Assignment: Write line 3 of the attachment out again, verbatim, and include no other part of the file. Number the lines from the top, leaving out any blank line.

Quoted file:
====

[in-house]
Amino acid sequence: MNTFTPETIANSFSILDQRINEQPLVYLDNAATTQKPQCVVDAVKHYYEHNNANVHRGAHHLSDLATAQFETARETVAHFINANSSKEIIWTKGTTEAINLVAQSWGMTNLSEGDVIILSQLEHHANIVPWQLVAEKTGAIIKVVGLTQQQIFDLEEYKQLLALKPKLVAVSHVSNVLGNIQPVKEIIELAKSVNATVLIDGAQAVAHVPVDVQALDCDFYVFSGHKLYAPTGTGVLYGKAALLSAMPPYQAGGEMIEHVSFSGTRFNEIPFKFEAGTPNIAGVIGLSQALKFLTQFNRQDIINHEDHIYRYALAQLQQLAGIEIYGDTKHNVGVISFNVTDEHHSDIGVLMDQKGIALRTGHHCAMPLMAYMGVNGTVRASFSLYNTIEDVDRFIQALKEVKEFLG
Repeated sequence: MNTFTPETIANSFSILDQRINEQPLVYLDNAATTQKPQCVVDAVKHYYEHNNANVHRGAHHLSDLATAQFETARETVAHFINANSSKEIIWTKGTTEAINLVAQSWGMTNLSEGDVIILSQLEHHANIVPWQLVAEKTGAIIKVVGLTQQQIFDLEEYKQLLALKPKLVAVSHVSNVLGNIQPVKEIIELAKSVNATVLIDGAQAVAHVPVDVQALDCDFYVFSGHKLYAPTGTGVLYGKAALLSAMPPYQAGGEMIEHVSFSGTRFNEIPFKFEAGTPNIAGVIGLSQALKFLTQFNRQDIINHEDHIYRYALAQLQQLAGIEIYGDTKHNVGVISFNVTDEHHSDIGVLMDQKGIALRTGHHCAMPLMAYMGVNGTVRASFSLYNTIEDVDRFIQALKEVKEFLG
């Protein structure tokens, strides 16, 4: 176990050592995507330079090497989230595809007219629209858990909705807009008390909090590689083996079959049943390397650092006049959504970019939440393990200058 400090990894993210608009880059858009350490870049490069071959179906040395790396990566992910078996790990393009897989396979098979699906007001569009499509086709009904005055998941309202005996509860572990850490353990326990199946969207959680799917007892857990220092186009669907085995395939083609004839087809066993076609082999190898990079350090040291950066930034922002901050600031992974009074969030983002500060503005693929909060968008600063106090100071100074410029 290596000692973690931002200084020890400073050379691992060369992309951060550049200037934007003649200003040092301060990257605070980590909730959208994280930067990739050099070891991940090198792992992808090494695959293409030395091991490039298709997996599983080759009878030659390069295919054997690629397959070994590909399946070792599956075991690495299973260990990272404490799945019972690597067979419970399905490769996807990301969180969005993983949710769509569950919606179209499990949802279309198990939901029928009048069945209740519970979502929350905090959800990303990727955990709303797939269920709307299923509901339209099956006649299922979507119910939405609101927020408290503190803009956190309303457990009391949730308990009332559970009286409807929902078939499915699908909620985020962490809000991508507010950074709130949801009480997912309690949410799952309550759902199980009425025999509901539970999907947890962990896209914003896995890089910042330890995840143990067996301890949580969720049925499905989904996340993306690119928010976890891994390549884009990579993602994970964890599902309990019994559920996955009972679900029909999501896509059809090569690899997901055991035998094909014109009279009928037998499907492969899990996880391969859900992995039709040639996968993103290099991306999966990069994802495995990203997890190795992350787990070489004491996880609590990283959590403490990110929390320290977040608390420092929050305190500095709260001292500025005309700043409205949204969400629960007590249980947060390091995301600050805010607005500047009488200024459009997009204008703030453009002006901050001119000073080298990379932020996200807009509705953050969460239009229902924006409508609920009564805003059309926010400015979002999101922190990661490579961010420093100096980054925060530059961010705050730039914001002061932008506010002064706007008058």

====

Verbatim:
Repeated sequence: MNTFTPETIANSFSILDQRINEQPLVYLDNAATTQKPQCVVDAVKHYYEHNNANVHRGAHHLSDLATAQFETARETVAHFINANSSKEIIWTKGTTEAINLVAQSWGMTNLSEGDVIILSQLEHHANIVPWQLVAEKTGAIIKVVGLTQQQIFDLEEYKQLLALKPKLVAVSHVSNVLGNIQPVKEIIELAKSVNATVLIDGAQAVAHVPVDVQALDCDFYVFSGHKLYAPTGTGVLYGKAALLSAMPPYQAGGEMIEHVSFSGTRFNEIPFKFEAGTPNIAGVIGLSQALKFLTQFNRQDIINHEDHIYRYALAQLQQLAGIEIYGDTKHNVGVISFNVTDEHHSDIGVLMDQKGIALRTGHHCAMPLMAYMGVNGTVRASFSLYNTIEDVDRFIQALKEVKEFLG